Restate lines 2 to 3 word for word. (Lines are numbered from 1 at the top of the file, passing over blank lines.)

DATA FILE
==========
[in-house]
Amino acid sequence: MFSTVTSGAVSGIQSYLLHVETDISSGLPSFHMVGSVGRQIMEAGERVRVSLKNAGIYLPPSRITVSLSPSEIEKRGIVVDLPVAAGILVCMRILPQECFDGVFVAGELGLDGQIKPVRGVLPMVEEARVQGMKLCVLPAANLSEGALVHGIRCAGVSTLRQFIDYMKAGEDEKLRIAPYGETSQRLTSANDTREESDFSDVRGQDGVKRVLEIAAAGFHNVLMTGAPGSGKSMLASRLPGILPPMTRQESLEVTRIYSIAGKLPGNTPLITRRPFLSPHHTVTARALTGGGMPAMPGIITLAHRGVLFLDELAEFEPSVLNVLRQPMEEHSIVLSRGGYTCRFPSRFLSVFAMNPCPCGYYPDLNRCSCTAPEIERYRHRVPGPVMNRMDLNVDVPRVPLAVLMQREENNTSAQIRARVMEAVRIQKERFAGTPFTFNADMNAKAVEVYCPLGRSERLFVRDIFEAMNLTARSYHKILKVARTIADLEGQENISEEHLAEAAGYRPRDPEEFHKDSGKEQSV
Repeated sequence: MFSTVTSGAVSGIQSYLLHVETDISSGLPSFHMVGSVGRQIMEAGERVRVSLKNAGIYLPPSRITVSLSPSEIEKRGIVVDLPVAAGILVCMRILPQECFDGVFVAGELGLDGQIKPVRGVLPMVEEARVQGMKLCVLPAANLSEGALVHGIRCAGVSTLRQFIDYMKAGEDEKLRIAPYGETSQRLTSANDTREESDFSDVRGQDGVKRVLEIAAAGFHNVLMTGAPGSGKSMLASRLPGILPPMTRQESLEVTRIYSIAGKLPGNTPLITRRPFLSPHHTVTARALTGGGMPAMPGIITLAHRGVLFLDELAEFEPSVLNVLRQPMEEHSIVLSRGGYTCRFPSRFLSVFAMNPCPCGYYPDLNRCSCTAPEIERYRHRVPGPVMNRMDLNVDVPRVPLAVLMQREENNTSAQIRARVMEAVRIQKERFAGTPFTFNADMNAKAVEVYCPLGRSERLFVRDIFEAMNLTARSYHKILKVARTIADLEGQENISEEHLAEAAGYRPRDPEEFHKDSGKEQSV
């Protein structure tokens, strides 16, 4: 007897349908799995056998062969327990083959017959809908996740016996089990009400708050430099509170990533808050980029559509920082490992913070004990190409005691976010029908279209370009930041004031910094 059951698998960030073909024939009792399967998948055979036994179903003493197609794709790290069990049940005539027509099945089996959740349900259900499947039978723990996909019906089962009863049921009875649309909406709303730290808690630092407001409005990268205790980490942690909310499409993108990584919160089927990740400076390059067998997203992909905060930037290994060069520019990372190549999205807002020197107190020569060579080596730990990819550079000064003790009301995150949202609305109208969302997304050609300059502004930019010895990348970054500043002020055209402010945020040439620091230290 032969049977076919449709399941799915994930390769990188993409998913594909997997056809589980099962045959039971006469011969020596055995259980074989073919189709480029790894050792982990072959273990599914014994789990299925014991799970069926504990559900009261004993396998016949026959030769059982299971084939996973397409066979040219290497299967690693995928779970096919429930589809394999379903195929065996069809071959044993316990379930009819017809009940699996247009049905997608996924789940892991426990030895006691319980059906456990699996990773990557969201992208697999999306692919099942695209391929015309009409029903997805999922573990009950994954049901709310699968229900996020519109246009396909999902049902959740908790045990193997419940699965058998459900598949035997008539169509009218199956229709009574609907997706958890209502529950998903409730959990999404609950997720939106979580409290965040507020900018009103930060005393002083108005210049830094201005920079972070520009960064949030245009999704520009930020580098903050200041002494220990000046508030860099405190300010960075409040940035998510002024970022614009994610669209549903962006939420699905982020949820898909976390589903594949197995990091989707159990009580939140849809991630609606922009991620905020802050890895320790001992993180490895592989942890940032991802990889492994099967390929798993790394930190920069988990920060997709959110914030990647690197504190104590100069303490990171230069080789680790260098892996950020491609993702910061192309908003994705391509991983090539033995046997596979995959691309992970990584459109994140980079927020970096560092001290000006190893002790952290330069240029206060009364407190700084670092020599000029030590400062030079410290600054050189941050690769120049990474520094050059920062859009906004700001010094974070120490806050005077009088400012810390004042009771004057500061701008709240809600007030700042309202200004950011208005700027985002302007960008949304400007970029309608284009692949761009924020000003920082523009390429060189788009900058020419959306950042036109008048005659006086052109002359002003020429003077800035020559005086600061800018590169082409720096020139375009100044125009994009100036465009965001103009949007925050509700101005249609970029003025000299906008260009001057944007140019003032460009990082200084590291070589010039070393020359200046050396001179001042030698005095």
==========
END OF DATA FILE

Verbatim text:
Amino acid sequence: MFSTVTSGAVSGIQSYLLHVETDISSGLPSFHMVGSVGRQIMEAGERVRVSLKNAGIYLPPSRITVSLSPSEIEKRGIVVDLPVAAGILVCMRILPQECFDGVFVAGELGLDGQIKPVRGVLPMVEEARVQGMKLCVLPAANLSEGALVHGIRCAGVSTLRQFIDYMKAGEDEKLRIAPYGETSQRLTSANDTREESDFSDVRGQDGVKRVLEIAAAGFHNVLMTGAPGSGKSMLASRLPGILPPMTRQESLEVTRIYSIAGKLPGNTPLITRRPFLSPHHTVTARALTGGGMPAMPGIITLAHRGVLFLDELAEFEPSVLNVLRQPMEEHSIVLSRGGYTCRFPSRFLSVFAMNPCPCGYYPDLNRCSCTAPEIERYRHRVPGPVMNRMDLNVDVPRVPLAVLMQREENNTSAQIRARVMEAVRIQKERFAGTPFTFNADMNAKAVEVYCPLGRSERLFVRDIFEAMNLTARSYHKILKVARTIADLEGQENISEEHLAEAAGYRPRDPEEFHKDSGKEQSV
Repeated sequence: MFSTVTSGAVSGIQSYLLHVETDISSGLPSFHMVGSVGRQIMEAGERVRVSLKNAGIYLPPSRITVSLSPSEIEKRGIVVDLPVAAGILVCMRILPQECFDGVFVAGELGLDGQIKPVRGVLPMVEEARVQGMKLCVLPAANLSEGALVHGIRCAGVSTLRQFIDYMKAGEDEKLRIAPYGETSQRLTSANDTREESDFSDVRGQDGVKRVLEIAAAGFHNVLMTGAPGSGKSMLASRLPGILPPMTRQESLEVTRIYSIAGKLPGNTPLITRRPFLSPHHTVTARALTGGGMPAMPGIITLAHRGVLFLDELAEFEPSVLNVLRQPMEEHSIVLSRGGYTCRFPSRFLSVFAMNPCPCGYYPDLNRCSCTAPEIERYRHRVPGPVMNRMDLNVDVPRVPLAVLMQREENNTSAQIRARVMEAVRIQKERFAGTPFTFNADMNAKAVEVYCPLGRSERLFVRDIFEAMNLTARSYHKILKVARTIADLEGQENISEEHLAEAAGYRPRDPEEFHKDSGKEQSV